Opinion

Law Day’s value

Two of the kids appeared to be dozing; a couple others engaged in whispered conversation, but most of the 50-plus students who attended annual Law Day ceremonies on Monday listened with varying degrees of attention to their courthouse hosts.

Law Day is a slightly misleading name for an event that requires weeks of preparation not only by courthouse employees, but also by Fecteau-Leary High School students who every year for the last seven years have painstakingly assembled three-dimensional, table-size murals representing the American institutions upheld by a working judicial system.

Partly a recruiting opportunity, partly a history lesson, Law Day gives students a chance to look past television, news media and Hollywood depictions of the legal process and see and hear for themselves what the American judiciary is all about.

The people who organized Law Day took time out of busy jobs working as judges, clerks, court officers, attorneys and prosecutors — to name just a few occupations — to organize, prepare speeches and schedule their time to participate.

The law sounds like a cut-and-dried subject when judges talk about it. But the realities of law and the courts seem much more confusing:

A football player takes his life in prison and suddenly the question of vacating the legal decision that put him in jail becomes a serious topic of consideration.

Immigrants and the children of immigrants advocate for rights and ask for justice and hovering over the debates and marches is the question of legal citizenships.

Everyone seems to have legal advice to offer on the Internet, even though most of the online advisers have never been in a courtroom or cracked open a law book.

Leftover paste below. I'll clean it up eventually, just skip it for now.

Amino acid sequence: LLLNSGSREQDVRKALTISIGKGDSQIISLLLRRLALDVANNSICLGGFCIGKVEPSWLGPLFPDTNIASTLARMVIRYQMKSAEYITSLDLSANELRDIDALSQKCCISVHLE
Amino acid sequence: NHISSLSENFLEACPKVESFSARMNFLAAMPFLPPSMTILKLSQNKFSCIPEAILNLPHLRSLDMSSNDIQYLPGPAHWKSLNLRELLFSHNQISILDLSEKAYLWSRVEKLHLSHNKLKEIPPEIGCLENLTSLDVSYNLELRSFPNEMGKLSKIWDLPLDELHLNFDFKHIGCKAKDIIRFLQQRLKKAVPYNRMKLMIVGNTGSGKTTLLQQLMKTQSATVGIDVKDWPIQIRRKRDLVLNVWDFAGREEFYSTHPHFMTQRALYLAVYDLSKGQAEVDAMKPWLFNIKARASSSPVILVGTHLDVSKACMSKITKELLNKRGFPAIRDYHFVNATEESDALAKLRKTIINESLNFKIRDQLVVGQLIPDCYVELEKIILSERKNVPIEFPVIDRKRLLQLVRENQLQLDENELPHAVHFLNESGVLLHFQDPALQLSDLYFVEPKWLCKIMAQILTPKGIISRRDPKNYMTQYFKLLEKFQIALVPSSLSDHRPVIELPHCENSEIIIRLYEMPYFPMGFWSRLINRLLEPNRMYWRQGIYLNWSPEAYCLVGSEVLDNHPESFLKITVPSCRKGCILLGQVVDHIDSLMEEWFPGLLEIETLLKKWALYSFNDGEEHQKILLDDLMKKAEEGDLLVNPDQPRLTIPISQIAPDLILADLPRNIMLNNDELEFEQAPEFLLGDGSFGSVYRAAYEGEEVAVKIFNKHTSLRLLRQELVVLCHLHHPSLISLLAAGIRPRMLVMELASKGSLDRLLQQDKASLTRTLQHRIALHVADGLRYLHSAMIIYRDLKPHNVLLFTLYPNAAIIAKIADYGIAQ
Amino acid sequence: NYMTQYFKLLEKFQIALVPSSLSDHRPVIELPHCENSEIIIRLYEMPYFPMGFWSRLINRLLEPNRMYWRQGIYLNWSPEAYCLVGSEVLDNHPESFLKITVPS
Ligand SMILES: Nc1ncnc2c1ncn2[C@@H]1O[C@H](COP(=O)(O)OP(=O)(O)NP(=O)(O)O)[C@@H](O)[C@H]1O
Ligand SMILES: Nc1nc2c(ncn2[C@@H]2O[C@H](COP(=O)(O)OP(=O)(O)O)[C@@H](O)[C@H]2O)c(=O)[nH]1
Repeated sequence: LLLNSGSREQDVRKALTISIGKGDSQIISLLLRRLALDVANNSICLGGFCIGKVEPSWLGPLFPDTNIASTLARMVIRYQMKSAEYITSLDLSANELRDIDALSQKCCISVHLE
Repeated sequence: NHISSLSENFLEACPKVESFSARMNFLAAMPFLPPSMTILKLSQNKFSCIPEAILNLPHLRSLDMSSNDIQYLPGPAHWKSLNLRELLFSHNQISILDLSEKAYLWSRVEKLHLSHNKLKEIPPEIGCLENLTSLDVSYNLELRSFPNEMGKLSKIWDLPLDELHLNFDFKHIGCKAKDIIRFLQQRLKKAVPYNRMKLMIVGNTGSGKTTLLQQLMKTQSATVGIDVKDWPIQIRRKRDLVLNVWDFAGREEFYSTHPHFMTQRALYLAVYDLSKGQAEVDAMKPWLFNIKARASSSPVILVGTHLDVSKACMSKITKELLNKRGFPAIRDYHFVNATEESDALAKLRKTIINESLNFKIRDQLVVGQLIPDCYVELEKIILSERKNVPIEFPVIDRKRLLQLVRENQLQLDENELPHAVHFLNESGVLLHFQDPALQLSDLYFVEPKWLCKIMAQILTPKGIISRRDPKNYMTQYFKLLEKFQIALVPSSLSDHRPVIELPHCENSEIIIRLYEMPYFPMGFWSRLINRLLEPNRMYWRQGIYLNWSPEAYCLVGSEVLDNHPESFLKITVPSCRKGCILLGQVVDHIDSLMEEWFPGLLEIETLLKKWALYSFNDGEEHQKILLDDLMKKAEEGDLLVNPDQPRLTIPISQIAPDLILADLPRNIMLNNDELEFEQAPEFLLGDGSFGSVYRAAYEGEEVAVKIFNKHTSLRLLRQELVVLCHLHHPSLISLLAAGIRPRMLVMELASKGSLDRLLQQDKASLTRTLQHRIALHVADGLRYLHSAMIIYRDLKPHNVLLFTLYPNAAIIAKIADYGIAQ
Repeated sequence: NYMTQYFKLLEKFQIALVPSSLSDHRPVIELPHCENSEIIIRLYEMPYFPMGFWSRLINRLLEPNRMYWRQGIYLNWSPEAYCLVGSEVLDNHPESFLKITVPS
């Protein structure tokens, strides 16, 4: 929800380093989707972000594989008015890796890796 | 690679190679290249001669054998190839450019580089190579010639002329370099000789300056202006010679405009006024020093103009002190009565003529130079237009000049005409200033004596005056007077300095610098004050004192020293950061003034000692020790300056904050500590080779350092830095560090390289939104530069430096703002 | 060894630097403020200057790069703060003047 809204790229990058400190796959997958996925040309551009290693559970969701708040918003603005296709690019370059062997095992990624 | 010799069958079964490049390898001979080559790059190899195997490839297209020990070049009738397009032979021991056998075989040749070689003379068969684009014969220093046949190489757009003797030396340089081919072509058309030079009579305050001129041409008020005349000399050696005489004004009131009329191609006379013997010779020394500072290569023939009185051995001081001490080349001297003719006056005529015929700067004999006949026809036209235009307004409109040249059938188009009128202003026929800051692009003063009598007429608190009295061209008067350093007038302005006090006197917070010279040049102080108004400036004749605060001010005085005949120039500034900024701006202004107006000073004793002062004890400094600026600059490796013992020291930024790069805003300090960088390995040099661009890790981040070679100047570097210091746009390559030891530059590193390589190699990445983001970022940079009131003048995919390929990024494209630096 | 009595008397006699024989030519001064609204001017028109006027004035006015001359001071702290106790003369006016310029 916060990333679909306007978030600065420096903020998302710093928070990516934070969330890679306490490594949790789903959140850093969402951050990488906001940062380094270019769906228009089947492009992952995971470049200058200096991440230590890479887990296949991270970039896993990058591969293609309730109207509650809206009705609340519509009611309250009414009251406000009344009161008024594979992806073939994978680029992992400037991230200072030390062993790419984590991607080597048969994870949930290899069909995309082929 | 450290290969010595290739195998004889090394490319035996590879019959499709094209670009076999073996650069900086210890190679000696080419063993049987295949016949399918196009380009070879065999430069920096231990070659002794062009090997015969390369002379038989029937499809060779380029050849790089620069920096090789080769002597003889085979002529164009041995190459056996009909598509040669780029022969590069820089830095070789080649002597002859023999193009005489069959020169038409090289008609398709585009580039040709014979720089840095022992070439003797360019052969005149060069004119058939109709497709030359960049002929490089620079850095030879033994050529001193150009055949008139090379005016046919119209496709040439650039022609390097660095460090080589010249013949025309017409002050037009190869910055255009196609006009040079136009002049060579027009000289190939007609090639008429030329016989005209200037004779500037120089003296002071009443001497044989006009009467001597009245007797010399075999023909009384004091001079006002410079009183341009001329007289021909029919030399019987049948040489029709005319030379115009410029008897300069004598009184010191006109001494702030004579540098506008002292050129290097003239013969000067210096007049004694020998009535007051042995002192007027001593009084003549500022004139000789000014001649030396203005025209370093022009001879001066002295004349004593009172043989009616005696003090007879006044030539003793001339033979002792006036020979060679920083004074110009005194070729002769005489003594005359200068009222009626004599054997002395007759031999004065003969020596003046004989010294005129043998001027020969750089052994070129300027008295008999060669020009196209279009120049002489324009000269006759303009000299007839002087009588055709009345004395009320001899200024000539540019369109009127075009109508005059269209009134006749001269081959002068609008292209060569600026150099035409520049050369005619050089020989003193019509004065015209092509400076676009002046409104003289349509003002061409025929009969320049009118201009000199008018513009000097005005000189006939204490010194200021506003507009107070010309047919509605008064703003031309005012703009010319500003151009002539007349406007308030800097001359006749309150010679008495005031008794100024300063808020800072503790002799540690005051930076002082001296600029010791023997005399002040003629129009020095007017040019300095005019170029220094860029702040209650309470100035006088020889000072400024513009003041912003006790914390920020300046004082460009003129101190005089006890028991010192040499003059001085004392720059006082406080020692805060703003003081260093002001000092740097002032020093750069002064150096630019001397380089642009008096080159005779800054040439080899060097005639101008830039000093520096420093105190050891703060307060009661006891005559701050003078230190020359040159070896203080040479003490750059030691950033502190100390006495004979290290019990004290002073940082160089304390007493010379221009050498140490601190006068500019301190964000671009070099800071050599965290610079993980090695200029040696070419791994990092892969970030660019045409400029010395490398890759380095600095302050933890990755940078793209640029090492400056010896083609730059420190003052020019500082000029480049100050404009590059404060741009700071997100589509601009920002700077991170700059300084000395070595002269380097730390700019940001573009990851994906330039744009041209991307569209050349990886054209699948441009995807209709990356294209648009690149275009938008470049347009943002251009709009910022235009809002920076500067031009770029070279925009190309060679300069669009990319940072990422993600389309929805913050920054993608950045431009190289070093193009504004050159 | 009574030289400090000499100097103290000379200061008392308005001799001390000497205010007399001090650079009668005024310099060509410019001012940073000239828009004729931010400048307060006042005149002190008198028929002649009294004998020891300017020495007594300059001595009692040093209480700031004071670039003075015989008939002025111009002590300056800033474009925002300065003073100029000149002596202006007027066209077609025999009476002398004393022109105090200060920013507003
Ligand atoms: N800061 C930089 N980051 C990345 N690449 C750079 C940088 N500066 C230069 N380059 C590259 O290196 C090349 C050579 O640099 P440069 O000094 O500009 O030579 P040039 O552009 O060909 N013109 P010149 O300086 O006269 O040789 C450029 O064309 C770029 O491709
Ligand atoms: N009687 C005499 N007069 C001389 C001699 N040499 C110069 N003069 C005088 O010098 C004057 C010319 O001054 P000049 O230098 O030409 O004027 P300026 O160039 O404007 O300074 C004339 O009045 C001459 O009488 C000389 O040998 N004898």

When retired Justice Michael Edgerton started speaking on the 14th Amendment Monday morning, a few students must have stifled yawns or shifted restlessly on the hardwood benches in the Juvenile Court First Session courtroom.

Edgerton’s student audience included teenagers from different ethnic and racial backgrounds and his mini-lecture quickly focused on topics they could wrap their imaginations around.

He talked about a post-Civil War America where slavery was replaced by segregation laws. He noted the end-of-the-19th century Supreme Court decision that upheld separate-but-equal segregation and he talked about the parent who got fed up with having his child walk to school through a rail yard when an all-white school was located seven blocks from home.

Edgerton concluded his history lesson by talking about the dramatic shift in Supreme Court membership that set the stage for segregation’s overthrow. Without driving his point home too hard, Edgerton showed the students how the law, and its tumultuous ride through American history, defines how they live their lives, where they go to school and the types of aspirations they can hold for their future.

The law in America is alive and well thanks to Law Day.

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